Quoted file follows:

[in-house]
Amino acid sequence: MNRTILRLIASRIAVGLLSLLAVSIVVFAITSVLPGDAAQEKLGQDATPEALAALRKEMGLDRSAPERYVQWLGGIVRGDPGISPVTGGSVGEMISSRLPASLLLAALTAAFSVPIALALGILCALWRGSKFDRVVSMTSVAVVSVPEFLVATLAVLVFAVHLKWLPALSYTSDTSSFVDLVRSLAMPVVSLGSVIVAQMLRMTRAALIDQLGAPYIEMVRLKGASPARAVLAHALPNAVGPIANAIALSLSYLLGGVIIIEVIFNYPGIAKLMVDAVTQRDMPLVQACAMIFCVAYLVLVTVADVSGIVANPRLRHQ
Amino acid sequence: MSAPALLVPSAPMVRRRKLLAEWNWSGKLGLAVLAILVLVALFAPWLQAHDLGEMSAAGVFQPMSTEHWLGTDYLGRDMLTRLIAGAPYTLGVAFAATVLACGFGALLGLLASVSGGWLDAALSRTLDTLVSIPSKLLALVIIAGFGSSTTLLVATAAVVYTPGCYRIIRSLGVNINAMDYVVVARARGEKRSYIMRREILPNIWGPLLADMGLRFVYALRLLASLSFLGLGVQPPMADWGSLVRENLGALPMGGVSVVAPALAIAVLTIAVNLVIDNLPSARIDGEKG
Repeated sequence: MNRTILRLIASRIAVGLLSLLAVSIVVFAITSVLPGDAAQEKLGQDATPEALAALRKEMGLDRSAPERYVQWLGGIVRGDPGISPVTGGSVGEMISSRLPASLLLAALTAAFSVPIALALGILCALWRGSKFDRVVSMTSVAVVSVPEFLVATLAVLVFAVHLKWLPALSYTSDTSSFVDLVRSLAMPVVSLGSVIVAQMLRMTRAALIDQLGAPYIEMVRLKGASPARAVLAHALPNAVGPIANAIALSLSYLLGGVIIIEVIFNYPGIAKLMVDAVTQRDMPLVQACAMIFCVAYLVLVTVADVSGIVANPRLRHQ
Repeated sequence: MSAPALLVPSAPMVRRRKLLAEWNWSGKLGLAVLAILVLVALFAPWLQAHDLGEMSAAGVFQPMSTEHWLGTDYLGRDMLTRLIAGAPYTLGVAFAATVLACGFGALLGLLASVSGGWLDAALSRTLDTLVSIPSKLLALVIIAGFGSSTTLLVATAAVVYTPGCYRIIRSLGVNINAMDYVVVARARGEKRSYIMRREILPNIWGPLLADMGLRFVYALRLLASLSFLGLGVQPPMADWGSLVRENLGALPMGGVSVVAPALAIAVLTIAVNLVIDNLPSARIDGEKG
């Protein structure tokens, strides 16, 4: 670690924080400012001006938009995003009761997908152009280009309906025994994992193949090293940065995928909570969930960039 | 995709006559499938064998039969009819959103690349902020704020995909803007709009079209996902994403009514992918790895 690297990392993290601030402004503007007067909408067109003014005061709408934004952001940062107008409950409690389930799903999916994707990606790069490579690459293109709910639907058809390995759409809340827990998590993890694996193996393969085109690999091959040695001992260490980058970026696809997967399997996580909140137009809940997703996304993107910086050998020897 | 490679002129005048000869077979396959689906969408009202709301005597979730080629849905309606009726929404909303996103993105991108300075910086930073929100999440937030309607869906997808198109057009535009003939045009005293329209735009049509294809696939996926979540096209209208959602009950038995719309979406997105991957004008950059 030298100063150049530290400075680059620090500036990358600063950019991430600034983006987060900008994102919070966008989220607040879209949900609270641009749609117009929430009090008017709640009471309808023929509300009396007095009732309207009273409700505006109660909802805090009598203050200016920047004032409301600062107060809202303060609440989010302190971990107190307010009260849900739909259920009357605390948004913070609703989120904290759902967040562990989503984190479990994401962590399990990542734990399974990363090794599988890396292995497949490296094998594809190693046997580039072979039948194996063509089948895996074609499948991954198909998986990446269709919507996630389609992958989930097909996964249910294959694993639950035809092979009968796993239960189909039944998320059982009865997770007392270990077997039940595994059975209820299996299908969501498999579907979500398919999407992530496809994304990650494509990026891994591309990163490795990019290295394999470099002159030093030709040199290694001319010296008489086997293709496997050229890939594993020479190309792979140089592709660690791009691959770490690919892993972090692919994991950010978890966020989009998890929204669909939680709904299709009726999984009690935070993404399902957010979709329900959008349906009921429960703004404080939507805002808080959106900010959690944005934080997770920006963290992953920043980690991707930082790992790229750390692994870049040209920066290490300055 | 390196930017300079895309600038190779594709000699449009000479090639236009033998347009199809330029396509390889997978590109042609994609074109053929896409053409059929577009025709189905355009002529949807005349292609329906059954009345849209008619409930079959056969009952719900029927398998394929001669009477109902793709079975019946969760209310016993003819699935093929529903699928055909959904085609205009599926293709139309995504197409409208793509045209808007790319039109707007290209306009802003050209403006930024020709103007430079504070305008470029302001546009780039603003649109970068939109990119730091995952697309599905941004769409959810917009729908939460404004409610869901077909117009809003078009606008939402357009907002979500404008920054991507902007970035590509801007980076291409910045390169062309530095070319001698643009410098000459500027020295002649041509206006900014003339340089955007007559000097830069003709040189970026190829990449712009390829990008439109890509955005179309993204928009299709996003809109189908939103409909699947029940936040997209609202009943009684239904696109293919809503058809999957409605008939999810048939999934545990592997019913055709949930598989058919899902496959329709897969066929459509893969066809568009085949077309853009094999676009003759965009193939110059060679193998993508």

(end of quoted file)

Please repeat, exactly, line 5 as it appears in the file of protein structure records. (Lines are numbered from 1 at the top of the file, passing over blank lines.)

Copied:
Repeated sequence: MSAPALLVPSAPMVRRRKLLAEWNWSGKLGLAVLAILVLVALFAPWLQAHDLGEMSAAGVFQPMSTEHWLGTDYLGRDMLTRLIAGAPYTLGVAFAATVLACGFGALLGLLASVSGGWLDAALSRTLDTLVSIPSKLLALVIIAGFGSSTTLLVATAAVVYTPGCYRIIRSLGVNINAMDYVVVARARGEKRSYIMRREILPNIWGPLLADMGLRFVYALRLLASLSFLGLGVQPPMADWGSLVRENLGALPMGGVSVVAPALAIAVLTIAVNLVIDNLPSARIDGEKG